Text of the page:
Castro & Trodden

What To Do If You Or A Loved One Has Been A Victim of Malpractice

What is medical malpractice?

Medical malpractice is professional negligence by act or omission by a health care provider in which the treatment provided falls below the accepted standard of practice in the medical community and causes injury or death to the patient.

What must a patient prove in a medical malpractice case?

A medical malpractice plaintiff must establish the following four elements for a successful medical malpractice claim:

  1. A duty was owed to the patient: A legal duty exists whenever a hospital or health care provider undertakes care or treatment of a patient.
  2. A duty to the patient was breached: The provider failed to conform to the relevant standard care.
  3. The breach caused an injury to the patient: The breach of duty was a direct cause and the proximate cause of the injury.
  4. Damage: The patient must prove a loss (losses may be pecuniary or emotional).  Without damage, there is no basis for a claim, regardless of whether the medical provider was negligent. Likewise, damage can occur without negligence, for example, when someone dies from a fatal disease.

A bad outcome is not necessarily the result of medical malpractice.

As with all things in life, there are no guarantees that the treatment provided by your health care provider will result in a favorable outcome.  Accordingly, not all bad outcomes are the result of medical malpractice.  A health care provider will only be liable for medical malpractice if that provider deviated from good and accepted medical practice.  By way of example, postoperative infections commonly result in a poor outcome but are usually not the result of medical malpractice.  Infections are commonly referred to as a "risk of the procedure".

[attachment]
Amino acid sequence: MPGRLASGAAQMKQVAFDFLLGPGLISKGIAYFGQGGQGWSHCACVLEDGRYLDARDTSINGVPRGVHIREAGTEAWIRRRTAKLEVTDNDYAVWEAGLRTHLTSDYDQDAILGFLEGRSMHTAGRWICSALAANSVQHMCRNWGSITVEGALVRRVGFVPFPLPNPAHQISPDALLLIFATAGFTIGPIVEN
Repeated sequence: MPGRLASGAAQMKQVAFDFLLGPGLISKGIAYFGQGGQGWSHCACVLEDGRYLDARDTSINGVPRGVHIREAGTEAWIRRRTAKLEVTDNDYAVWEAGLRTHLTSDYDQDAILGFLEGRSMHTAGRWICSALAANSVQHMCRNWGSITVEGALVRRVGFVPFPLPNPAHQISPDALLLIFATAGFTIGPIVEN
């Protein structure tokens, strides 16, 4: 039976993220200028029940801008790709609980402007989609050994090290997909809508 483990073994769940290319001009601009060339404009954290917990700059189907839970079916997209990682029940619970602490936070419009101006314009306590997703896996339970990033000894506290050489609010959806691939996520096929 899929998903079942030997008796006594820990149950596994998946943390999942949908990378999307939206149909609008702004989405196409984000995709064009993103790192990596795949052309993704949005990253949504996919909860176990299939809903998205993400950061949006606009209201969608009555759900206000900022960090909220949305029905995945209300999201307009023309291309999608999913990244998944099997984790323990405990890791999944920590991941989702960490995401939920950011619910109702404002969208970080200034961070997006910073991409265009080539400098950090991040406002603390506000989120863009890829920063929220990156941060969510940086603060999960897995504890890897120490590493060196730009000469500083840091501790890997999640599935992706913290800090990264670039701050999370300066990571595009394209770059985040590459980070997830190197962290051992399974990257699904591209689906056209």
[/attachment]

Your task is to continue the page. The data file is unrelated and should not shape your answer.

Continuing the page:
What is informed consent?

A physician has a duty to disclose to a patient, all significant medical information necessary for a patient to make an informed decision whether to undergo a proposed procedure.  In this regard, a physician must disclose to his/her patient the risks, benefits and alternatives of the proposed procedure.  Failure to do so may result in a sustainable claim for medical malpractice.

Is there a time limit on the filing of a medical malpractice claim?

Yes.  There is only a limited time during which a medical malpractice lawsuit can be filed. These time limits are set by statute. The length of the time period and when that period begins varies by jurisdiction and the type of malpractice. Therefore, each case must be evaluated to determine the specific statute of limitations for that particular case.  As a general rule, in New York, the statute of limitations is two and a half years but certain provisions could lengthen or shorten that period of time.

What to do if you believe you or a loved one was a victim of medical malpractice.

Contact an attorney experienced in handling medical malpractice cases as soon as possible.  Failure to procure early representation could adversely affect the chances of recover.